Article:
On August 3, I started out at the Crabtree trailhead in the Stanislaus National Forest and hiked into the Emigrant Wilderness.
[click on pictures to enlarge]
The Crabtree area is on the left side of the map at the start of the track. My car was the only one in a dusty trailhead lot at the end of the road. This was not the regular Crabtree trailhead, but the one marked “overflow parking.” The trail starts on the east edge of the lot and heads east before turning south toward Bell Creek.
The trail was rough and sometimes hard to follow. The electronic topo map (shown here) does not have the trail accurately represented where it is in the terrain. I think this is due to sloppiness of Garmin, rather than the trail having moved. So beware when using a GPS without also having a hardcopy map. I was comfortable having both.
In about three hours of hiking I made it to Grouse Lake where I had just enough time to pitch my tent and eat a little before dusk fell in and mosquitoes started attacking me.
The next morning I went on. My target was the California Conservation Corps Backcountry Crew camp at Cherry Creek.
The trail was remote. In early August on a weekday, I saw hardly any other hikers. There are few markers, limited only to major trail junctions. Here is a typical section of trail.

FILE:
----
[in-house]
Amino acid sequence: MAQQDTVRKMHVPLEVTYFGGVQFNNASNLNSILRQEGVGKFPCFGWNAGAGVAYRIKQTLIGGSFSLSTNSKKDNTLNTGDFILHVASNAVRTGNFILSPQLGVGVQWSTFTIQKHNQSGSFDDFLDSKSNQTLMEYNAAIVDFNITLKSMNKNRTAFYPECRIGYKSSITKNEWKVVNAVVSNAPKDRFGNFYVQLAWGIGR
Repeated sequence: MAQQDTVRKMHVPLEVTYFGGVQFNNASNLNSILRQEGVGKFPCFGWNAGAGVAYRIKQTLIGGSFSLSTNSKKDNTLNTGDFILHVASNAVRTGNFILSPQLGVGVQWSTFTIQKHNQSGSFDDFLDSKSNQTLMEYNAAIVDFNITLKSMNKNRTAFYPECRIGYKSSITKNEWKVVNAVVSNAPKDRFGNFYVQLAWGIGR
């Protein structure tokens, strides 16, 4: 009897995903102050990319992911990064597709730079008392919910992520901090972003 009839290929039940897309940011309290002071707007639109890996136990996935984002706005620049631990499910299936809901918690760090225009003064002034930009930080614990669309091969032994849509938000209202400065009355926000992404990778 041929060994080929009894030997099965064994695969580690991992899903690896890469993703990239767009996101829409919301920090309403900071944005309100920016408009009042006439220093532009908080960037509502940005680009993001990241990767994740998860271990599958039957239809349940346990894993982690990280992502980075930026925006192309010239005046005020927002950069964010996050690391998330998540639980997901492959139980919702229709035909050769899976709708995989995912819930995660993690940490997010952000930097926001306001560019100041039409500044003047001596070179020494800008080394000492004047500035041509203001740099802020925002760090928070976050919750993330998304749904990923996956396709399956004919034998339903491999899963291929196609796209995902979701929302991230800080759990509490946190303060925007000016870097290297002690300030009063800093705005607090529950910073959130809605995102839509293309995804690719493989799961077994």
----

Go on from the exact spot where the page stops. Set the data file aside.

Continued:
I made it to the camp by about 1:00 o’clock in the afternoon. Devin was there on Kitchen Patrol, so he was the only one in camp when I got there, and we spent a nice few hours together connecting after more than three months of him being isolated out there. Here is a picture of Devin I took within minutes of arriving.
On Saturday we decided to climb up to Leopold Lake. There is no trail to the lake. It’s a climb straight up a rock face, crisscrossed with granite crevasses, creeks and a few waterfalls.
It took us about 45 minutes of climbing time and another 25 minutes of resting before we got there.
The fact that there is no trail is probably a blessing. When we got there, I was overwhelmed by the absolute wilderness paradise we found. Some of the peripheral small lakes around it were still covered with thick ice. There were still large snowdrifts melting on August 6th. Leopold Lake is basically on top of a mountain, surrounded on all sides by cliffs, rock slabs and no trails leading to it. The lake is clear and deep.
Once there, swimming in the cold and deep water was refreshing and exhilarating. We had just come for a look and to hang out for a couple of hours. But I immediately realized that I could spend an entire week here at Leopold, surrounded by nothing but pristine and just about untouched nature and penetrated by quiet solitude.
Looking at the map of the Emigrant Wilderness, I realize that there are dozens of such lakes in this area with no trails leading to them. It gives me comfort to know that we still have such remote and completely untouched nature in this country.